A squeeze is on working people in the United Kingdom, the States and Canada. The calculus of personal pressure and hard times described in this piece from The Guardian website is certainly reproduced in the Greater Toronto Area. Such difficulty seems to be a big part of what it means to be a working person in these societies. Mentioned in this piece is the weak economics of wages for a couple with a young child in Glasgow where a call-centre job really just doesn’t cut it. The weight of this at the societal level is also discovered via this article. Recent data from a UK university is linked concluding a crap job is often much worse for your mental health than the stresses of full on unemployment.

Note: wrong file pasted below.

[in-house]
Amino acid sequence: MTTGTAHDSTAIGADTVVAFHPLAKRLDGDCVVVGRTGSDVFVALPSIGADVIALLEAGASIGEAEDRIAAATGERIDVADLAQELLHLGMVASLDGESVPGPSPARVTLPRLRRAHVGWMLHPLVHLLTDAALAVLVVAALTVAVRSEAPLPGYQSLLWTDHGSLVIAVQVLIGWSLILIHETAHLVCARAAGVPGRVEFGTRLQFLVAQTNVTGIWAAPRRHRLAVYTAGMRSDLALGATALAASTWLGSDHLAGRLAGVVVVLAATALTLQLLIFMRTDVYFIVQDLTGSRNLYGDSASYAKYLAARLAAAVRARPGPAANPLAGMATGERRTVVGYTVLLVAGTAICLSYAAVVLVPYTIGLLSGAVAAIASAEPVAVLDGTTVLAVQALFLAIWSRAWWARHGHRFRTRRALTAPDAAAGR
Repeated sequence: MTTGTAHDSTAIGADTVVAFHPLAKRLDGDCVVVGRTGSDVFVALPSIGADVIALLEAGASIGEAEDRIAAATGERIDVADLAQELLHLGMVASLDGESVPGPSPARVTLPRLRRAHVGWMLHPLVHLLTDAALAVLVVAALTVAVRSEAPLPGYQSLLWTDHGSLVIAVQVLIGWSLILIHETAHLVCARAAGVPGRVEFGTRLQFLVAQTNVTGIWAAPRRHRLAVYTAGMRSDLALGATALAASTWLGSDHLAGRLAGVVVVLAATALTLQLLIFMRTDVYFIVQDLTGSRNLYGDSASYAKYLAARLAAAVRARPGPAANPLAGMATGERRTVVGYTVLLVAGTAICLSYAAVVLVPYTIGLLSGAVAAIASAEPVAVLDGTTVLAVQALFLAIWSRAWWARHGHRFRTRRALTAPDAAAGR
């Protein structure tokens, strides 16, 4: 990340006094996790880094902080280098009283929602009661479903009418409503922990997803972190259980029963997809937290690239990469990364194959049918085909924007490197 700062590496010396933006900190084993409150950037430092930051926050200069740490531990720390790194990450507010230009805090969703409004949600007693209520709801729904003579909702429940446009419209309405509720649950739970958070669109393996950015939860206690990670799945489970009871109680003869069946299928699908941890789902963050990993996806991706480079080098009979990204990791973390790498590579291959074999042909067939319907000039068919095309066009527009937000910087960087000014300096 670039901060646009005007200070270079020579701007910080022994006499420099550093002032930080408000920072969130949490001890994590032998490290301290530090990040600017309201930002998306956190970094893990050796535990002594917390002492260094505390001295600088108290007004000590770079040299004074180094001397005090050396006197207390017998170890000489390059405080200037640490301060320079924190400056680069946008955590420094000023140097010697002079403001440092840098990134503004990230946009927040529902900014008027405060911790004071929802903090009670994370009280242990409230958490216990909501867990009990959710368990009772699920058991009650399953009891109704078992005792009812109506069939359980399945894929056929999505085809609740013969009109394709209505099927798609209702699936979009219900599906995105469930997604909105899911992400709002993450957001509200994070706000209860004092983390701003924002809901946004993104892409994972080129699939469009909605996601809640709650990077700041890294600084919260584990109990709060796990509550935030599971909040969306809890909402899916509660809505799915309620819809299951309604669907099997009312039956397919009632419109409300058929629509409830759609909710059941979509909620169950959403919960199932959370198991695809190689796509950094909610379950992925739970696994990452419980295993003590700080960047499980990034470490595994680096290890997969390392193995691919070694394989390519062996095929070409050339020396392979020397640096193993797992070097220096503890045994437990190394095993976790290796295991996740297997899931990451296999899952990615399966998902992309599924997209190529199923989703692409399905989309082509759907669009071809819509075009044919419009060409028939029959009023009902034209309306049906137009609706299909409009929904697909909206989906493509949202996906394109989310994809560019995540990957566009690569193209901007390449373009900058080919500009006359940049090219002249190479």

Crazy stuff indeed. The late nineteenth century industrial economy was fuelled on coal. Our early twenty-first century digital economy is fuelled on human stress.
Having a bad job can be worse for your health than being unemployed
image: Flood G. via Flickr/CC
Urban street people in difficulty require major help and commitment of resources. Which leads us quickly to important moral and logistical propositions most of us are content to have nothing to do with. Recent work suggests over $50,000 per year is required.
image: via Flickr/CC